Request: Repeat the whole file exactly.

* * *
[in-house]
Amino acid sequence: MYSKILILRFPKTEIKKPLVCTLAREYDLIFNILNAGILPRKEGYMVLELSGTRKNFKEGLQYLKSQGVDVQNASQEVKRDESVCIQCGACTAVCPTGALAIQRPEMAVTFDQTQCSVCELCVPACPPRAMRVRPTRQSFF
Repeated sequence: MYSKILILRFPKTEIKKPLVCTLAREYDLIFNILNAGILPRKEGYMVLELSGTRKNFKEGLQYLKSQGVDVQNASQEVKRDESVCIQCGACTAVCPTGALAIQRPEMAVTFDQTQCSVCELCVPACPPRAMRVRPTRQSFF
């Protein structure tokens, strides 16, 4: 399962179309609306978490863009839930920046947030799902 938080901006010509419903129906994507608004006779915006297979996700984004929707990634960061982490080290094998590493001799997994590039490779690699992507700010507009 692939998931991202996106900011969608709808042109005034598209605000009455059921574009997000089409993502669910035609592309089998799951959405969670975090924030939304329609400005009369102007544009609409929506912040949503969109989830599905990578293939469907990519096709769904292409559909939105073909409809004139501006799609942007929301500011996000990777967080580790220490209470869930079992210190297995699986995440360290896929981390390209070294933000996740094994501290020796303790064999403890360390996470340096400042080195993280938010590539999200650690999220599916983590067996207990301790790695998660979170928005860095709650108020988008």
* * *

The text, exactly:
[in-house]
Amino acid sequence: MYSKILILRFPKTEIKKPLVCTLAREYDLIFNILNAGILPRKEGYMVLELSGTRKNFKEGLQYLKSQGVDVQNASQEVKRDESVCIQCGACTAVCPTGALAIQRPEMAVTFDQTQCSVCELCVPACPPRAMRVRPTRQSFF
Repeated sequence: MYSKILILRFPKTEIKKPLVCTLAREYDLIFNILNAGILPRKEGYMVLELSGTRKNFKEGLQYLKSQGVDVQNASQEVKRDESVCIQCGACTAVCPTGALAIQRPEMAVTFDQTQCSVCELCVPACPPRAMRVRPTRQSFF
């Protein structure tokens, strides 16, 4: 399962179309609306978490863009839930920046947030799902 938080901006010509419903129906994507608004006779915006297979996700984004929707990634960061982490080290094998590493001799997994590039490779690699992507700010507009 692939998931991202996106900011969608709808042109005034598209605000009455059921574009997000089409993502669910035609592309089998799951959405969670975090924030939304329609400005009369102007544009609409929506912040949503969109989830599905990578293939469907990519096709769904292409559909939105073909409809004139501006799609942007929301500011996000990777967080580790220490209470869930079992210190297995699986995440360290896929981390390209070294933000996740094994501290020796303790064999403890360390996470340096400042080195993280938010590539999200650690999220599916983590067996207990301790790695998660979170928005860095709650108020988008």